It was a $12 billion business unit and like, I'm like you. I love the storytelling aspect. I like the act of creation, you know, creating this, writing all of those things. And process is kind of the unglamorous part. But without process, I mean, this podcast wouldn't be published, right? So, you know, for you like what, what are some of the or at least one of the unglamorous areas of marketing you've had to master and how did you go about mastering it?

Adam Vasallo: Yeah, I think it was it was your process. Great places. You know, when I was at HS, I started in the brand marketing department, you know, so building brands is I mean, when I, when I share my time at HSN, I always stop and say like, you know what, you have it at a platform like HSN where you know, mom and pops or, you know, the the entrepreneur that created something in their garage coming to an end and and what they want to do is they want to launch, they want to go global and they can quickly do it because they're they're taking their their platform not just to a retailer but to a retailer.

It is also a marketing channel and television and and and a website. And so you would you know, you would have the opportunity to tell these stories and build these brands and create the romance card and the positioning statement. And, you know, all the reasons to believe that was that was really fun. But you had to get you had to get the product launched.

And so it was about developing that timeline. And so as a brand marketer, you work very closely with your creative team to bring it to life and to make sure that, you know, the strategy it's on time is on budget. All of this, all of this, you know, really important roles. I was I was charged once at HSN with starting the first ever integrated marketing department because we realized that there was this gap that existed between brand marketing, where the strategy was being developed and creative services, where our in-house creative agency, where we were building the visuals and the content and the creative and the assets.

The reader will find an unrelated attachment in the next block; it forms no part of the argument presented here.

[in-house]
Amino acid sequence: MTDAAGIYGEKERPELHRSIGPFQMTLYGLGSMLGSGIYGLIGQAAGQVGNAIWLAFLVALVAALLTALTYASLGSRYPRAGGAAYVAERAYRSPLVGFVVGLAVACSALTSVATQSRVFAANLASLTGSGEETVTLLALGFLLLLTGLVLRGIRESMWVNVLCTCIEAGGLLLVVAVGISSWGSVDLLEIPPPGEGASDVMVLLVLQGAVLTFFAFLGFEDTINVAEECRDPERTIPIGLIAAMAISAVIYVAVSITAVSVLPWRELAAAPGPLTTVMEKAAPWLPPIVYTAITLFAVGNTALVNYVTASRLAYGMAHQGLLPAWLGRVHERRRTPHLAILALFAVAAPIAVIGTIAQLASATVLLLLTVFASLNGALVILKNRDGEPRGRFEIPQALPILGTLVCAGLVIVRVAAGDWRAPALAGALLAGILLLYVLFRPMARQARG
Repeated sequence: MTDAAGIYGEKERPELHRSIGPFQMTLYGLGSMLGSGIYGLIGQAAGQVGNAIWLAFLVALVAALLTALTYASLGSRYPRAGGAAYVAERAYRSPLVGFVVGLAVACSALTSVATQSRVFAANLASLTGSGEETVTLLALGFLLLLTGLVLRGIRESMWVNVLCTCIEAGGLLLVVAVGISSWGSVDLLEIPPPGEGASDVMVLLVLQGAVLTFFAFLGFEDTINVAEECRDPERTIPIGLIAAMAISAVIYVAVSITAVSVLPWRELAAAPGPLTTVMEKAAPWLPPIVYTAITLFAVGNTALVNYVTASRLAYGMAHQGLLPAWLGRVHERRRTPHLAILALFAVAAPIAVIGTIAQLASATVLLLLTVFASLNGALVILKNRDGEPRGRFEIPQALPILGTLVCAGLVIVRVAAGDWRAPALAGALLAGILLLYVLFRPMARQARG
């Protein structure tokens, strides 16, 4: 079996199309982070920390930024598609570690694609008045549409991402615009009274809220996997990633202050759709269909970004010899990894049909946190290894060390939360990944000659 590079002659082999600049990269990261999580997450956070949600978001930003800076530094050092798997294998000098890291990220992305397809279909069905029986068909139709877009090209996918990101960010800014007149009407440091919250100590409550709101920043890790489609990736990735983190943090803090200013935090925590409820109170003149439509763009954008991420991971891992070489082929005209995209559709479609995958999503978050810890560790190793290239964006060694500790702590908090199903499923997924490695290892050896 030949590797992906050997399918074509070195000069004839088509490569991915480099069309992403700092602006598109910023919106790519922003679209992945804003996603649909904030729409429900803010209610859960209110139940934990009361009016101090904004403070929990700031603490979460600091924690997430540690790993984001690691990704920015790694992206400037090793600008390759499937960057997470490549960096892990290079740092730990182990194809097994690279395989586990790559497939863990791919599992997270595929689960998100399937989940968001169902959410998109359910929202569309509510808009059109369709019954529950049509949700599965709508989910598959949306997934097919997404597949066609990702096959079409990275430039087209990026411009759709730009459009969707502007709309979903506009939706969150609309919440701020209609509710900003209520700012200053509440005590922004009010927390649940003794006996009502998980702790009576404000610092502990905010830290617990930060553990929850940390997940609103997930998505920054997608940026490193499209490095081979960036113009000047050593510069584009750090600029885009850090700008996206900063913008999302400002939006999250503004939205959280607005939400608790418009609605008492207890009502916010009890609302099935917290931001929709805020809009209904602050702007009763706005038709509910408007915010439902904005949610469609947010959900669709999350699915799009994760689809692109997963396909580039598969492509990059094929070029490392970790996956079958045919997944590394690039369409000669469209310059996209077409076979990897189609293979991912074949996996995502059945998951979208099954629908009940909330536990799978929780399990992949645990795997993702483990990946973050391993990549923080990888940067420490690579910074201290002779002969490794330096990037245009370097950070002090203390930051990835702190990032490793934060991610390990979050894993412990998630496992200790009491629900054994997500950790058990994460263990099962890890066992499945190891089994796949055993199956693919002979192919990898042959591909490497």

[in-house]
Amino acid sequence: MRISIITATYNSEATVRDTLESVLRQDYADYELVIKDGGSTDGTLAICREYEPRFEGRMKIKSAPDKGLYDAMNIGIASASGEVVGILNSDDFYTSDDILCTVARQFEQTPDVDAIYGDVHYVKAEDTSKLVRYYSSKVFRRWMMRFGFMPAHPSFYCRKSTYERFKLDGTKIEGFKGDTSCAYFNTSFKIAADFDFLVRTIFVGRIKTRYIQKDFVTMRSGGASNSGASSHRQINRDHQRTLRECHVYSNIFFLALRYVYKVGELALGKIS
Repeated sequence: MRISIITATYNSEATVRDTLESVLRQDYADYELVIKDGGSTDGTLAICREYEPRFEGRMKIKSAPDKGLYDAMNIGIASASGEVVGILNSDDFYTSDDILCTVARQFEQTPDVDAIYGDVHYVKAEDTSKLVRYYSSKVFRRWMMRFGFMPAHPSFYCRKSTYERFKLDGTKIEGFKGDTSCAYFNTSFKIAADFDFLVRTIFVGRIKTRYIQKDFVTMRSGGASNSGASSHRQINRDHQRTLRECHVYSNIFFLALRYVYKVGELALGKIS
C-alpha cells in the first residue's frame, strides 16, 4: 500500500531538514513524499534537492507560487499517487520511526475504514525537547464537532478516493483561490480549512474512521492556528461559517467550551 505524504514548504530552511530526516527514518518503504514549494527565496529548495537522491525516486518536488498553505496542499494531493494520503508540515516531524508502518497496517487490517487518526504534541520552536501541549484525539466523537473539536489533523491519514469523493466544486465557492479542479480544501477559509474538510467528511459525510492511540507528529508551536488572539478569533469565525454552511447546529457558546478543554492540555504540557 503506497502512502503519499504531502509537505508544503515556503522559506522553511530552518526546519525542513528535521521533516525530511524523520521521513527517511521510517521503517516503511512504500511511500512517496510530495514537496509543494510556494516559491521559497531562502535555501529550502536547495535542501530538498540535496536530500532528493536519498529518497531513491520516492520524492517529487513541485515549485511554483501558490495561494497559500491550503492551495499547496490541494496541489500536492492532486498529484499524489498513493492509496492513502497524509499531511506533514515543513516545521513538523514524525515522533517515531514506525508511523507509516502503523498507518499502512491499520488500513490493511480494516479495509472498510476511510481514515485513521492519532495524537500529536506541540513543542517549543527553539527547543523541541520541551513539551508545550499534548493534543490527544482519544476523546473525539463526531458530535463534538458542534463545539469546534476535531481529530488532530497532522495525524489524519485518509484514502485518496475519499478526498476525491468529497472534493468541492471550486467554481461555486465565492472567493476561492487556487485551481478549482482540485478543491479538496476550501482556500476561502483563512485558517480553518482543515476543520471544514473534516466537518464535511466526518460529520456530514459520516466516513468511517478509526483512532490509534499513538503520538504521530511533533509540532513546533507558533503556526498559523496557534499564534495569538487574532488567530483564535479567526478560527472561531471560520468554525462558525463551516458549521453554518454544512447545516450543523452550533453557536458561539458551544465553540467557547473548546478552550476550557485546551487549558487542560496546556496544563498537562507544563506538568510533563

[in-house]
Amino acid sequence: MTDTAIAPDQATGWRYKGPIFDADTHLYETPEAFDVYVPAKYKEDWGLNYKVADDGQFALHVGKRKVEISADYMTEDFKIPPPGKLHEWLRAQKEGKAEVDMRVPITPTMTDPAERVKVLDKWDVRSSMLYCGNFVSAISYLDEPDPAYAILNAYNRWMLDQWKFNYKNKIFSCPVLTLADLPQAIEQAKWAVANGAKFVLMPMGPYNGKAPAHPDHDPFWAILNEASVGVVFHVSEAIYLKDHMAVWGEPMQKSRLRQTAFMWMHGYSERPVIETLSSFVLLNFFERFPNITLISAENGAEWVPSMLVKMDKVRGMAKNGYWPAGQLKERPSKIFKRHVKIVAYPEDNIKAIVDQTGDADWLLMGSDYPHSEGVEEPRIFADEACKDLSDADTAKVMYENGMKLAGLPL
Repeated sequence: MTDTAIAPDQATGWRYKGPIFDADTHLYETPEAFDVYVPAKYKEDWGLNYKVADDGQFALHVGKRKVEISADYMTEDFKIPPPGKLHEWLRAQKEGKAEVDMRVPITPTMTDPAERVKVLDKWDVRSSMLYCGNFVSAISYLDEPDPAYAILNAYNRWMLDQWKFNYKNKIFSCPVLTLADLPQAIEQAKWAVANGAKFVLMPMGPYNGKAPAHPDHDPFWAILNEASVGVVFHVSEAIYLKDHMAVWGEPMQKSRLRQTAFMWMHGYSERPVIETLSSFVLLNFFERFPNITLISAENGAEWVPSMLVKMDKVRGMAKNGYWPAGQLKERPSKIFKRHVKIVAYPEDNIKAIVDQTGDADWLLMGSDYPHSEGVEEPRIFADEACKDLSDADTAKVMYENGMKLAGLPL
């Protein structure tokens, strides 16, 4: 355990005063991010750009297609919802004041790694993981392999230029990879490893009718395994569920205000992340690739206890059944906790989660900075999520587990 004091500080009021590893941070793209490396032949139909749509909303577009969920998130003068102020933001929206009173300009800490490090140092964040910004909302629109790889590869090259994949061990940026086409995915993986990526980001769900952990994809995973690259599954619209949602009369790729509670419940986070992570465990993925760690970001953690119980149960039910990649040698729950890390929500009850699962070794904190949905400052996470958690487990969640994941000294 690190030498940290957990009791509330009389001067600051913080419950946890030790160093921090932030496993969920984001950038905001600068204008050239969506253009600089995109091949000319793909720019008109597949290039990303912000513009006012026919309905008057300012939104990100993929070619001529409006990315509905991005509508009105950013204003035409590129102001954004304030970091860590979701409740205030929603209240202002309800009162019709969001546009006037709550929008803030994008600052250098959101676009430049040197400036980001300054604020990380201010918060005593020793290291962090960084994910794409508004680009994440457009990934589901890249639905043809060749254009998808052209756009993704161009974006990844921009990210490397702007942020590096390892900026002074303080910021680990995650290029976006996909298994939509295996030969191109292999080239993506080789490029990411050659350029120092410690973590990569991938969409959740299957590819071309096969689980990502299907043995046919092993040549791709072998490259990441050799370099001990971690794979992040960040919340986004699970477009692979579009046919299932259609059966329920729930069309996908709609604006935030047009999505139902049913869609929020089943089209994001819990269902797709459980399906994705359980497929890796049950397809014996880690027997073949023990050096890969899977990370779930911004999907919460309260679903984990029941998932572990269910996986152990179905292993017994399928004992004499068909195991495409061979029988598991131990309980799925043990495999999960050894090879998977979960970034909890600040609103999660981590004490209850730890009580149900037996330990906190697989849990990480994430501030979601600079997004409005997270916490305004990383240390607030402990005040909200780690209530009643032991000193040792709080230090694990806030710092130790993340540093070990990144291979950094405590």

And what we really needed was a disciplined team in the center. And I guess somehow I was selected as one of the disciplined marketers, which I would never thought of at the time of the young person in the brand marketing department, but was creating that integrated marketing process. I think that's that non glamorous, you know, that's you sitting with different internal stakeholders and saying, Hey, our current timeline is about 60 days, but we got to get to 90 days if we're going to be able to hit print deadlines and if we can do a better job managing resources and we can do a better job making sure that in the creative department the retoucher is

have time to spend and make sure that they're doing their job accurately. And so, you know, it was tough conversations about create like creating a space for integrated marketing, making sure that we're working on a more of like a 90 day out basis and we're accounting for all the timelines we have internally. But then on top of that, then you're managing the process, right?

And then you're, you know, you know, at the time we were working, you know, today we use a song to hear Big Brothers because of our project manager platform. But at the time we were working on like Excel based spreadsheets. And so it was that nitty gritty of like, yeah, you want to tell stories and you want to do all of the shiny great stuff and, you know, Instagram live and all the great things that you can do from a marketing perspective.

But at the end of the day, it's really about making sure that everything is moving in the right direction at the right time. You have everything accounted for. You're not just doing a video, but you're thinking of everything from the six second video from social, all the way to the long form video that goes on your website. And, you know, just being that incredibly detail oriented, you know, it goes a lot beyond the glamor of shiny objects that you so often see as the final product of marketing.

Daniel Burstein: And no one is going to see those glamor shiny objects unless you get all that done. And here's another lesson you mentioned always have a point of view. You learned this from Bill Brand, former President of HSN and CEO of Rue 21. So what does that mean and how did you learn that from Bill?